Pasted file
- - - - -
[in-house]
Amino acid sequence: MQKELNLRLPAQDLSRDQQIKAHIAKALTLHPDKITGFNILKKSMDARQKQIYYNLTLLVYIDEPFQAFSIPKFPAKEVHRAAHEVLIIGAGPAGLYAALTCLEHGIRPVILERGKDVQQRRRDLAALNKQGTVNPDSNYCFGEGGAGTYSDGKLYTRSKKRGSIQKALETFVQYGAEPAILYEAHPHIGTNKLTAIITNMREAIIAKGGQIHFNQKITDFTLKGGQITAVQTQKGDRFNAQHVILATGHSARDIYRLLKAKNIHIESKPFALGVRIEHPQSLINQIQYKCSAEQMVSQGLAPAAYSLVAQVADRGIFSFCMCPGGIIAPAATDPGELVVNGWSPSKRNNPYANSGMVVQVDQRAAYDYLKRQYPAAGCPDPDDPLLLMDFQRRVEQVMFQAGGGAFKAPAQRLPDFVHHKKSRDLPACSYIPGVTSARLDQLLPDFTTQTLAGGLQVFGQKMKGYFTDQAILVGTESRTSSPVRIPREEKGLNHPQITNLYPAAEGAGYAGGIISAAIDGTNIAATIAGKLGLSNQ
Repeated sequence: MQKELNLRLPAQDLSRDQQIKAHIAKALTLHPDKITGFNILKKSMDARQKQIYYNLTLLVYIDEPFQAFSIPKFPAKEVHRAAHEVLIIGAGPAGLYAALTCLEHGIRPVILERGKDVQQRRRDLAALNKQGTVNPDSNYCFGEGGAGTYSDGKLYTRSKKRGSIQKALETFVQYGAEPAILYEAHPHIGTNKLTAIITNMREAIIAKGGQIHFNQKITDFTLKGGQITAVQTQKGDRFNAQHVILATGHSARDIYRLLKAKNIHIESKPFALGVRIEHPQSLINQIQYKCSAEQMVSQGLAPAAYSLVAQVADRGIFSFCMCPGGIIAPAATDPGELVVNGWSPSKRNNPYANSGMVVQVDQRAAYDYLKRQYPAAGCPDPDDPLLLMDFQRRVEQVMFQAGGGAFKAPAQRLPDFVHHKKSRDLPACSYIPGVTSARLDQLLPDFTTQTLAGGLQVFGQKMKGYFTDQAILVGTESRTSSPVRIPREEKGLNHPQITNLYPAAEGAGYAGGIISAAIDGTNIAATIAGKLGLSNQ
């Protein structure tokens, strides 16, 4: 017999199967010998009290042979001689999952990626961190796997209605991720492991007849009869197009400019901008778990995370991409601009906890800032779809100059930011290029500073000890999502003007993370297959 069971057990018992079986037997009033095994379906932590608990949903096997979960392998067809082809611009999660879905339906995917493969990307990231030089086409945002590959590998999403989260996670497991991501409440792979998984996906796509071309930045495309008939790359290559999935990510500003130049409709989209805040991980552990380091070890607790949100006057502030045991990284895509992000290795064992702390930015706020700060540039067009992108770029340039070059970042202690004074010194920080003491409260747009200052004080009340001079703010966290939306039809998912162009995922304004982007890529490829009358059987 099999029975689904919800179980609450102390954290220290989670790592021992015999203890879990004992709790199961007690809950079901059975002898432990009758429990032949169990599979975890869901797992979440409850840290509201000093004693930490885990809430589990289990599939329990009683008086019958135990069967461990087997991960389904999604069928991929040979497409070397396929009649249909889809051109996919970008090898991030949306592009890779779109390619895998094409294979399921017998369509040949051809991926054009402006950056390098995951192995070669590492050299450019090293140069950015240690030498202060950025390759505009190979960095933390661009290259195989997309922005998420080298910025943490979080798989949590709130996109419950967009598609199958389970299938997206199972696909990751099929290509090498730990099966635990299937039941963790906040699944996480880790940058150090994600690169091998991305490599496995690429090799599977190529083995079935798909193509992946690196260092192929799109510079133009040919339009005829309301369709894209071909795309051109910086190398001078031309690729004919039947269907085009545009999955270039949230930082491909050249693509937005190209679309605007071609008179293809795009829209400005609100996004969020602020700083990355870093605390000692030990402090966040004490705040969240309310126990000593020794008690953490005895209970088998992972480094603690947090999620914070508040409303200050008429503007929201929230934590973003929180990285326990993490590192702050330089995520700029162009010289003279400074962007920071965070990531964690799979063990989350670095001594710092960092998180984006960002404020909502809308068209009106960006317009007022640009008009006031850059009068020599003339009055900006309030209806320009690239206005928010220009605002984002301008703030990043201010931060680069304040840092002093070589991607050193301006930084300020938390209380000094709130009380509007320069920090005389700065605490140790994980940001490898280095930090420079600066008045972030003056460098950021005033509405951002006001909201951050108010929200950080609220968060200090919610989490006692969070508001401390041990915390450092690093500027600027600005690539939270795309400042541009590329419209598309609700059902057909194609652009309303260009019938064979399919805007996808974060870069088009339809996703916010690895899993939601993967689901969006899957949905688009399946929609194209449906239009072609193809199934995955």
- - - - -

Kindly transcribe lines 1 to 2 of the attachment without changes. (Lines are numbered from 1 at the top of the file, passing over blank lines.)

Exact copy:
[in-house]
Amino acid sequence: MQKELNLRLPAQDLSRDQQIKAHIAKALTLHPDKITGFNILKKSMDARQKQIYYNLTLLVYIDEPFQAFSIPKFPAKEVHRAAHEVLIIGAGPAGLYAALTCLEHGIRPVILERGKDVQQRRRDLAALNKQGTVNPDSNYCFGEGGAGTYSDGKLYTRSKKRGSIQKALETFVQYGAEPAILYEAHPHIGTNKLTAIITNMREAIIAKGGQIHFNQKITDFTLKGGQITAVQTQKGDRFNAQHVILATGHSARDIYRLLKAKNIHIESKPFALGVRIEHPQSLINQIQYKCSAEQMVSQGLAPAAYSLVAQVADRGIFSFCMCPGGIIAPAATDPGELVVNGWSPSKRNNPYANSGMVVQVDQRAAYDYLKRQYPAAGCPDPDDPLLLMDFQRRVEQVMFQAGGGAFKAPAQRLPDFVHHKKSRDLPACSYIPGVTSARLDQLLPDFTTQTLAGGLQVFGQKMKGYFTDQAILVGTESRTSSPVRIPREEKGLNHPQITNLYPAAEGAGYAGGIISAAIDGTNIAATIAGKLGLSNQ